“What are you and what are you doing in my house?”
That was Katina Stowe’s reaction to what looked like a possum on the prowl in her Raymond Terrace home.
Loud scratching had woken Miss Stowe and her partner Timmy Bronson with a start in the early hours of Thursday morning.
“I said ‘what are you’ and it bolted into my bathroom,” Miss Stowe said.
“It’s knocked over ornaments and shampoo bottles. It trashed my bathroom.
“And I’m thinking how did it get into my house when it’s all locked up?”
Faced with so many questions the couple turned to the internet for answers.
“I googled ‘possum with spots’ and it came up with spotted quoll,” Miss Stowe said.
Alternatively known as tiger quolls generally grow to three or four kilograms and have a taste for backyard chickens.
Miss Stowe put a call out to Facebook for help to extradite the rogue marsupial and waited for the stubborn guest to leave.
“It started sleeping in my sink,” Miss Stowe said.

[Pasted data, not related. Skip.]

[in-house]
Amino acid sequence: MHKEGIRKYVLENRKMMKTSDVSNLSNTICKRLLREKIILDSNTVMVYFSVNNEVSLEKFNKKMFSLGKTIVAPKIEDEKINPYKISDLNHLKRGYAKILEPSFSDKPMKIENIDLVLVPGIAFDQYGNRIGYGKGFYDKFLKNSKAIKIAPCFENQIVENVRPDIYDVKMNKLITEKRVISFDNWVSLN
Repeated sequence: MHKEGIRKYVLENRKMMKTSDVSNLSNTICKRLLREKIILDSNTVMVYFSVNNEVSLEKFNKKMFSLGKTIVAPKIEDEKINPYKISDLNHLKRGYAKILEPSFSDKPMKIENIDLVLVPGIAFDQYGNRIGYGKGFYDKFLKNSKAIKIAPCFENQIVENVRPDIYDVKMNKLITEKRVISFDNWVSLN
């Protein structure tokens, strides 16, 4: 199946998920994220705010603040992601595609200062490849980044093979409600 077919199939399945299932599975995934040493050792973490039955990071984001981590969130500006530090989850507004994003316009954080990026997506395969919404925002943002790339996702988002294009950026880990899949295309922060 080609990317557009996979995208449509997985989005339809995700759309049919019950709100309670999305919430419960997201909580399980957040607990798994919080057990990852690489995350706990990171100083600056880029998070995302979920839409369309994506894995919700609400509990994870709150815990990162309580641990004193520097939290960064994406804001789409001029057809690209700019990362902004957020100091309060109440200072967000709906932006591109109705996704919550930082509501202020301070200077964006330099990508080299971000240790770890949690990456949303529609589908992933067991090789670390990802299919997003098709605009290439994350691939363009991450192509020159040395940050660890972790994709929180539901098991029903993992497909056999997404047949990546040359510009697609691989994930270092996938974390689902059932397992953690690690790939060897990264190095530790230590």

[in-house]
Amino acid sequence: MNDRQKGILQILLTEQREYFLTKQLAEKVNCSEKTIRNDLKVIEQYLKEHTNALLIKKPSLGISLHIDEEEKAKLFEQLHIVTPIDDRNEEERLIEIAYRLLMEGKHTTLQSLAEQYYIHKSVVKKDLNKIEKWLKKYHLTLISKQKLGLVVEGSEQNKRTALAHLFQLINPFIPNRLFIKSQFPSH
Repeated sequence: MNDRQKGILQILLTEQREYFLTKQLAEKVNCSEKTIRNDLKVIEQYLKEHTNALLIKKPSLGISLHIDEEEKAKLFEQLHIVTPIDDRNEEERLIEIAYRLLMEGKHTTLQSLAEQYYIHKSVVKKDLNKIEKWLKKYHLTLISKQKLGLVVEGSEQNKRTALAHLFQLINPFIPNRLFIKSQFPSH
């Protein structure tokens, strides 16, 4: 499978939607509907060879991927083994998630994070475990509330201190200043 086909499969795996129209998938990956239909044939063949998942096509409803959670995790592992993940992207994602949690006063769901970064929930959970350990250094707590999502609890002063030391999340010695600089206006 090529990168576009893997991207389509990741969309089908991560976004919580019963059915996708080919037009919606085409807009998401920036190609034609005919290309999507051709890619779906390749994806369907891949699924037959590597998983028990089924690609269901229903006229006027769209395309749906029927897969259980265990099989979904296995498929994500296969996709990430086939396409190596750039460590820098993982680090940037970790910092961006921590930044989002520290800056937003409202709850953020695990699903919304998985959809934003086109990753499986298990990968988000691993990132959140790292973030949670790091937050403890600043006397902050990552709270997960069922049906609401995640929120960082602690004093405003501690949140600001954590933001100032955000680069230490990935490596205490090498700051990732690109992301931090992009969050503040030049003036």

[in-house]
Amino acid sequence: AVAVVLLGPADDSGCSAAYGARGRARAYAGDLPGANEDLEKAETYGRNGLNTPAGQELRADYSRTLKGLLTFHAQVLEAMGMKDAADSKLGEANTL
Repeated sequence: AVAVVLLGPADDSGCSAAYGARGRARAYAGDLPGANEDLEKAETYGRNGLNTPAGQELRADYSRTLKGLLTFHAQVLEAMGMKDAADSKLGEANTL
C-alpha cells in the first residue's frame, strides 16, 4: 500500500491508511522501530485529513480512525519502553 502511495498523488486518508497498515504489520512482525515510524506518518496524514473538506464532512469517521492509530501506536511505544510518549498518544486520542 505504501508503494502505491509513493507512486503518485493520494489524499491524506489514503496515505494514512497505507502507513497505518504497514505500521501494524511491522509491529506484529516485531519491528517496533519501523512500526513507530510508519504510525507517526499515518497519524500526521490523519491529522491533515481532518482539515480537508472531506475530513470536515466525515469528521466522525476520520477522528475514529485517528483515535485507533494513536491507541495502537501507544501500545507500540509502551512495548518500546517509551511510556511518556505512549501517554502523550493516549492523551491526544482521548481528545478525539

“We said ‘come on, mate, here’s the window, you can leave now.”
A good Samaritan offered to rescue the quoll but it left of its own will about 7.30am.
The home on Kuranga Avenue is opposite a stand of trees.
“It’s where all these houses are planned,” Miss Stowe said.
“Hopefully this puts a hold on it.”
The carnivorous species is considered vulnerable since its habitat has dwindled across the state.
“They’re hunting at night and it may well have been after a mouse or rat,” National Parks and Wildlife Service quoll guru Geoff Ross said.
“Or it might have just liked that bathroom. For those people to have one in their home is quite a privilege.”
Carnivorous marsupials are a rarity. The eastern quoll is all but extinct and the tiger quoll can sometimes be found on the urban fringes. It’s next biggest cousin is the Tasmanian devil.
Mr Ross said the largest tiger quoll he had seen was sadly dead by the side of the road near Kiama and weighed nearly four kilograms.
“That’s the kind of animal that would even take on a brush tail possum,” he said. “That’s something even I’m reluctant to do.”
People who see a spotted-tail quoll are asked to report it to the National Parks and Wildlife Service for mapping purposes.